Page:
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 800-JR Cigar Inc. v.

In 800-JR Cigar, Inc. v., Inc.,et al., the US District Court of New Jersey issued an opinion on whether the use of a trademark as a "keyword" constitutes trademark infringement by a search engine. The plaintiff,  JR Cigar,  is a prominent seller of cigars at discount prices and the owner of six federal trademarks that utilize the formative “JR” or “JR Cigar.” The defendant, GoTo is a pay-for-priority Internet search engine (a search engines that solicits bids from advertisers for key words or phrases to be used as search terms, giving priority results on searches for those terms to the highest-paying advertiser)   formed in 1997 (now Overture). Between April 1999 and June 2001, GoTo earned revenue of about $345 from paid listings for “jr cigar” and related search terms.

The court adopted the reasoning of Government Employees Insurance Co. v. Google Inc., 330 F. Supp. 2d 700, 73 USPQ2d 1212 (E.D. Va. 2004) and held, among other things, that such sales by a search engine constitute a "use" of the trademark "in commerce" within the meaning of federal trademark statutes. According to the court GoTo made use of JR's trademark in three ways:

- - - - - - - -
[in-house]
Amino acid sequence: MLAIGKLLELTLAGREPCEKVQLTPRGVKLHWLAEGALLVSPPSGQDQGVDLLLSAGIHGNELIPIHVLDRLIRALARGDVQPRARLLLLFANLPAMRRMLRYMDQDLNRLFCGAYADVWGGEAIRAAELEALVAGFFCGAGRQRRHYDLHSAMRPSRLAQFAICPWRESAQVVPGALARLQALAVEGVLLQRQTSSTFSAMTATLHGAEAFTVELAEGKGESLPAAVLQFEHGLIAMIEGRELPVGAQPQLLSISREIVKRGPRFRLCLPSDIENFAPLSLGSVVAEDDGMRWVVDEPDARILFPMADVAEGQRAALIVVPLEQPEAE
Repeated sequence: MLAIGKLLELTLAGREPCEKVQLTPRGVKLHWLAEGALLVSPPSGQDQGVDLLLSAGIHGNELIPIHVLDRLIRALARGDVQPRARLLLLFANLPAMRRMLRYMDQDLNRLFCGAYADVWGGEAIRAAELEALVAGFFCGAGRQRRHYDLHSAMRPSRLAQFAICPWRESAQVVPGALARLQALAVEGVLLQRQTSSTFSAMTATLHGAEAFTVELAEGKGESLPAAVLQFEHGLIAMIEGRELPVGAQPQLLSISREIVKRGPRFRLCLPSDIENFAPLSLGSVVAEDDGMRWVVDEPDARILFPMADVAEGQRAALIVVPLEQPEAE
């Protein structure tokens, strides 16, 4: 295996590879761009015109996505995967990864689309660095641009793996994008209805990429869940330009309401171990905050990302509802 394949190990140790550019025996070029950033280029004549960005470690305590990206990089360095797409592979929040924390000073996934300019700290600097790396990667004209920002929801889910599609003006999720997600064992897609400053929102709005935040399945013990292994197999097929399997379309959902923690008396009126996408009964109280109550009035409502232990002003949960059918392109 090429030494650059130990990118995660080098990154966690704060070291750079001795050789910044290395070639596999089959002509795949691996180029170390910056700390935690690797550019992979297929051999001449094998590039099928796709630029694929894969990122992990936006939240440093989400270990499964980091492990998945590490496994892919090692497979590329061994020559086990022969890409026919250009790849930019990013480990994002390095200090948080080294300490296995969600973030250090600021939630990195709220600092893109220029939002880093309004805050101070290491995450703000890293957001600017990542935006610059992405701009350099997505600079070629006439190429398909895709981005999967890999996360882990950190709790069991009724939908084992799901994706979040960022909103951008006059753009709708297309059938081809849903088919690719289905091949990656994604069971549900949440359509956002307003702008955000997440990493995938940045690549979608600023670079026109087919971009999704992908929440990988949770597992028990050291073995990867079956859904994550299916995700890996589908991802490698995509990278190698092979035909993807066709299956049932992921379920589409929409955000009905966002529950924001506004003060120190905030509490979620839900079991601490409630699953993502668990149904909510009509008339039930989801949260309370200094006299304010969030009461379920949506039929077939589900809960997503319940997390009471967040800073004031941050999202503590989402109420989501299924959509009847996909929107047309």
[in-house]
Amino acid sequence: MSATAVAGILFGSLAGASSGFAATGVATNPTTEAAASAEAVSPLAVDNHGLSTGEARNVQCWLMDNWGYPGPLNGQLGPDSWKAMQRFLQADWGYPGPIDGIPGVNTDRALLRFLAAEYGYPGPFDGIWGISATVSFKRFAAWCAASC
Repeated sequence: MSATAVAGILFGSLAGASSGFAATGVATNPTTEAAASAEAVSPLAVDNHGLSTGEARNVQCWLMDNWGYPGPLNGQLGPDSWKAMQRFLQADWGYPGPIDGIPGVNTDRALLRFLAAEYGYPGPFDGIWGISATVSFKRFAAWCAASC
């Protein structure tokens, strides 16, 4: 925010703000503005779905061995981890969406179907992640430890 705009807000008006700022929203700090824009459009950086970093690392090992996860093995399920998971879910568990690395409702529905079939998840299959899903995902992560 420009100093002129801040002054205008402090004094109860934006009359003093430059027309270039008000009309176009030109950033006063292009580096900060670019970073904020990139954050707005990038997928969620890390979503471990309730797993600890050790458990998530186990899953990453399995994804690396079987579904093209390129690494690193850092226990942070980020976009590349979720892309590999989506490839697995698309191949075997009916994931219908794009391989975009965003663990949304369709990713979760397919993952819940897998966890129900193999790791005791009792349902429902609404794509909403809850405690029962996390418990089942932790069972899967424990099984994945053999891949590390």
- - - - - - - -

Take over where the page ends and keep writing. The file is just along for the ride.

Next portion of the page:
• GoTo traded on the value of the marks when it accepted payment by competitors of JR desiring to pay for prominence in search results.

• GoTo injected itself into the marketplace by placing the advertisers before the natural search results list, acting as a conduit to steer potential customers away from JR to JR's competitors.

• GoTo's "Search Term Suggestion Tool" identified which of JR's marks were effective search terms, and then marketed them to JR's competitors.

The court concluded, however, that there are disputed issues of fact that preclude a summary judgment ruling on the issue of direct trademark infringement, in particular the likelihood of confusion resulting from the sale of trademark terms as keyword search terms.

For a detailed look at the decision, read:




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